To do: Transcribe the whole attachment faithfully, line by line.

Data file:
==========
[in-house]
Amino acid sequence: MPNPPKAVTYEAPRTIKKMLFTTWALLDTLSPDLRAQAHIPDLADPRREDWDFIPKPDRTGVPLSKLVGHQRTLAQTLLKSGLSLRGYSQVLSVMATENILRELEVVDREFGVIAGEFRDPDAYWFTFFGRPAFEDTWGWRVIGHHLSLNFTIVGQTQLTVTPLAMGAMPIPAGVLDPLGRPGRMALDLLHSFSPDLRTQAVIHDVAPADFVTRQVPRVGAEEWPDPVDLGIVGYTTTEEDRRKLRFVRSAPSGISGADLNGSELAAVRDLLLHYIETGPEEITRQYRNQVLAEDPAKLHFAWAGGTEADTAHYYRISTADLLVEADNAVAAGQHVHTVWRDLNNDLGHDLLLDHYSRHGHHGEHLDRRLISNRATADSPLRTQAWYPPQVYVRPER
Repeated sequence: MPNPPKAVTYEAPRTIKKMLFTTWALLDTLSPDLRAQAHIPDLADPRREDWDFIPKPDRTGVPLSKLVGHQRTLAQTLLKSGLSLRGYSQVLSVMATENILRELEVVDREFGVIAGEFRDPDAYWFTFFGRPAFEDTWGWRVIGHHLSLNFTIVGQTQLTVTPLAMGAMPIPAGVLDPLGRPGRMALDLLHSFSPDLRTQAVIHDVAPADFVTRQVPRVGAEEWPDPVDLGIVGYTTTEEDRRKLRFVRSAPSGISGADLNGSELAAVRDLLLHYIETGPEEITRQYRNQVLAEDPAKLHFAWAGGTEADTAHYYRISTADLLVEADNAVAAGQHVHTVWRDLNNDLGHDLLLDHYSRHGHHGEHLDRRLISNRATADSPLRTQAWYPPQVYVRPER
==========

[in-house]
Amino acid sequence: MPNPPKAVTYEAPRTIKKMLFTTWALLDTLSPDLRAQAHIPDLADPRREDWDFIPKPDRTGVPLSKLVGHQRTLAQTLLKSGLSLRGYSQVLSVMATENILRELEVVDREFGVIAGEFRDPDAYWFTFFGRPAFEDTWGWRVIGHHLSLNFTIVGQTQLTVTPLAMGAMPIPAGVLDPLGRPGRMALDLLHSFSPDLRTQAVIHDVAPADFVTRQVPRVGAEEWPDPVDLGIVGYTTTEEDRRKLRFVRSAPSGISGADLNGSELAAVRDLLLHYIETGPEEITRQYRNQVLAEDPAKLHFAWAGGTEADTAHYYRISTADLLVEADNAVAAGQHVHTVWRDLNNDLGHDLLLDHYSRHGHHGEHLDRRLISNRATADSPLRTQAWYPPQVYVRPER
Repeated sequence: MPNPPKAVTYEAPRTIKKMLFTTWALLDTLSPDLRAQAHIPDLADPRREDWDFIPKPDRTGVPLSKLVGHQRTLAQTLLKSGLSLRGYSQVLSVMATENILRELEVVDREFGVIAGEFRDPDAYWFTFFGRPAFEDTWGWRVIGHHLSLNFTIVGQTQLTVTPLAMGAMPIPAGVLDPLGRPGRMALDLLHSFSPDLRTQAVIHDVAPADFVTRQVPRVGAEEWPDPVDLGIVGYTTTEEDRRKLRFVRSAPSGISGADLNGSELAAVRDLLLHYIETGPEEITRQYRNQVLAEDPAKLHFAWAGGTEADTAHYYRISTADLLVEADNAVAAGQHVHTVWRDLNNDLGHDLLLDHYSRHGHHGEHLDRRLISNRATADSPLRTQAWYPPQVYVRPER